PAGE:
“I believe there are places we can cut there,” he said.
The Braddock District supervisor race has been one of the most closely watched this year in county political circles because of its competitive match-up and the district’s reputation as a bellwether. The seat had been held by Sharon S. Bulova, a Democrat, for more than two decades until she became chairman. Cook won her seat in a special election in 2009.
Thursday’s debate, held at the Ravensworth Elementary School, drew about 40 people who were invited to submit written questions for the candidates. One question asked whether the candidates would raise or cut school funding.
“Labor is the largest cost of the schools – the labor in terms of teachers’ salaries and benefits and pay,” Oleszek replied. “So, you know very well that if you want smaller classrooms, smaller student ratios, more services, the only way that can be accomplished is by providing more teachers. There is no other way to do that.”
Cook, noting that he has six children, said schools were his top priority in shaping a budget. He noted that schools have been spared the reductions that other agencies took as the county struggled to close budget gaps. And he said he would support giving schools more money in the coming fiscal year so that teachers receive raises. But he also sounded cautious.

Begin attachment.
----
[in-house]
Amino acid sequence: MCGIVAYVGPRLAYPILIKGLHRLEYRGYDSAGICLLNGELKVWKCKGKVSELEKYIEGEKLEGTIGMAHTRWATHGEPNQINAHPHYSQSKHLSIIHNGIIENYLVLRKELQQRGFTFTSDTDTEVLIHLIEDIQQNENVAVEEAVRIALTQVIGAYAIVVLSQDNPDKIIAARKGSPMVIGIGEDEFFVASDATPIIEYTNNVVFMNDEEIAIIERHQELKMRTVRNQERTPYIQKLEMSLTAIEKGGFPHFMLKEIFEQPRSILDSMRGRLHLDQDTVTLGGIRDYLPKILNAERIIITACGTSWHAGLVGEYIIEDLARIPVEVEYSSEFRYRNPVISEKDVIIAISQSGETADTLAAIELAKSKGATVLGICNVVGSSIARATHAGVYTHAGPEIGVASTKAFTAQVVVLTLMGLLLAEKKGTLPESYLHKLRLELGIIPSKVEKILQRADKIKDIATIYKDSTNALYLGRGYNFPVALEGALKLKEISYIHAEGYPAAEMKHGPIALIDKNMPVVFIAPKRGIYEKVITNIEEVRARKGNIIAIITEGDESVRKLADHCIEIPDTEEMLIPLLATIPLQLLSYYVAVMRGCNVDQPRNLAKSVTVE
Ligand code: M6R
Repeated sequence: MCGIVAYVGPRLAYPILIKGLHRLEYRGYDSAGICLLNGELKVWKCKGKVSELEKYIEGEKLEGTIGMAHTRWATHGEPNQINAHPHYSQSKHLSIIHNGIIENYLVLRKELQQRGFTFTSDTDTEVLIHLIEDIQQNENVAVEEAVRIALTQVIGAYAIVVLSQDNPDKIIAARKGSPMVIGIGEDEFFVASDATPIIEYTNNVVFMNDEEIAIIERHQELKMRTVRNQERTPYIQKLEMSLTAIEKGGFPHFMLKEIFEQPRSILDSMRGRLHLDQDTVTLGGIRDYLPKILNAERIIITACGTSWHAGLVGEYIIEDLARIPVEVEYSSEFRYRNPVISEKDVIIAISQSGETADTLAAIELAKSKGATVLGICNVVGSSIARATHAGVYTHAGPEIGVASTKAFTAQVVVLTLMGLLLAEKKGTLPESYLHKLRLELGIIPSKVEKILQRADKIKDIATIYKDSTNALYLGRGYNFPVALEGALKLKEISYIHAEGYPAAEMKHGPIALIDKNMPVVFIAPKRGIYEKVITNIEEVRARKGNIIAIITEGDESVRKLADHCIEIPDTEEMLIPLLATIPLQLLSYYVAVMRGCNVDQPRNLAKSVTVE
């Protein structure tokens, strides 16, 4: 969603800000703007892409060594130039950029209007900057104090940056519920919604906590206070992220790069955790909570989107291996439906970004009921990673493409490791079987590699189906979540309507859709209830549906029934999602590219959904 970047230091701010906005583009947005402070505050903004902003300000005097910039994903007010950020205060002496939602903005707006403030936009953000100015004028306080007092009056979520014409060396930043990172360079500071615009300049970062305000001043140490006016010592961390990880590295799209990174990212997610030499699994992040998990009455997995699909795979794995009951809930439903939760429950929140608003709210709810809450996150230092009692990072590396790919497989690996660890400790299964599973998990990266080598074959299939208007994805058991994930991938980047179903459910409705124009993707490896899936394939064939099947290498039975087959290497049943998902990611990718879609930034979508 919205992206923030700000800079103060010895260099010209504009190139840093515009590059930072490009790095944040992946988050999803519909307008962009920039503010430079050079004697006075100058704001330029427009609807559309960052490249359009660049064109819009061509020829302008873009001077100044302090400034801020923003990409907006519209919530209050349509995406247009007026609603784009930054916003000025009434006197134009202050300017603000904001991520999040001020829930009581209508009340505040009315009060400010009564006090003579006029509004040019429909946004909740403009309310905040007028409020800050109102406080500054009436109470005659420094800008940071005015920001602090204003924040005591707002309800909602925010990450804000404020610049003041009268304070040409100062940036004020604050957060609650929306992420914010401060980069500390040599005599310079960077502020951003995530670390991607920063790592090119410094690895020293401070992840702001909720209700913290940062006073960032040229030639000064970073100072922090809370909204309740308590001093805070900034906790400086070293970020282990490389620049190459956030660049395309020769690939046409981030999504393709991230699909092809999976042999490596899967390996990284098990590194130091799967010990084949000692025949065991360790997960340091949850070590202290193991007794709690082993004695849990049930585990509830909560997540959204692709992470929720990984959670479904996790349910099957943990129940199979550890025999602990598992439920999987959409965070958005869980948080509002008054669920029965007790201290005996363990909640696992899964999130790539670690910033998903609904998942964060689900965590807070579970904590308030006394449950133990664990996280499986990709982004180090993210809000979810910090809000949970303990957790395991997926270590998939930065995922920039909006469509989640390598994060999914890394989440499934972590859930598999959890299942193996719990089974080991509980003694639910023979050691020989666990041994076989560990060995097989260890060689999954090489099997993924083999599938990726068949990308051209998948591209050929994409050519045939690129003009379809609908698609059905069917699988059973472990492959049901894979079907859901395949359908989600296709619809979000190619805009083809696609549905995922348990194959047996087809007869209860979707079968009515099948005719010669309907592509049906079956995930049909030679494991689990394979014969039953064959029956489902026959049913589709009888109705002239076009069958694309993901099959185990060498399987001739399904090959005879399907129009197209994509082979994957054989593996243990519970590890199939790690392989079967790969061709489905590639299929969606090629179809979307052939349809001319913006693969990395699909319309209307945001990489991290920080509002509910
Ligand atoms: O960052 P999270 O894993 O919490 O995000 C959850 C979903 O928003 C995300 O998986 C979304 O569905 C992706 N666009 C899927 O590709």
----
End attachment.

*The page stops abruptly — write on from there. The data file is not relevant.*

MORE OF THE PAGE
“It doesn’t mean we have unlimited funds,” he said, adding that the district should find further savings in administration. And he criticized Oleszek’s support five years ago as a school board member to build a new, $63 million administration building on Gatehouse Road in Falls Church, calling it a “Taj Mahal.”
Oleszek defended her school board vote, saying the new administrative building saved taxpayers money — about $47 million over 30 years, school officials said at the time.
Campbell, an accountant who has co-chaired the Fairfax County Federation of Civic Associations’ budget committee, called for a 2.5 percent cut in the money the board directs to Fairfax County Public Schools each year. He said administrative costs and spending on high-tech luxuries such as flat-screen televisions helped push school funding to as high as 54 percent of revenues a few years ago.
“Now they told us a couple years ago that we couldn’t [cut school funding],” Campbell said. “And we did.”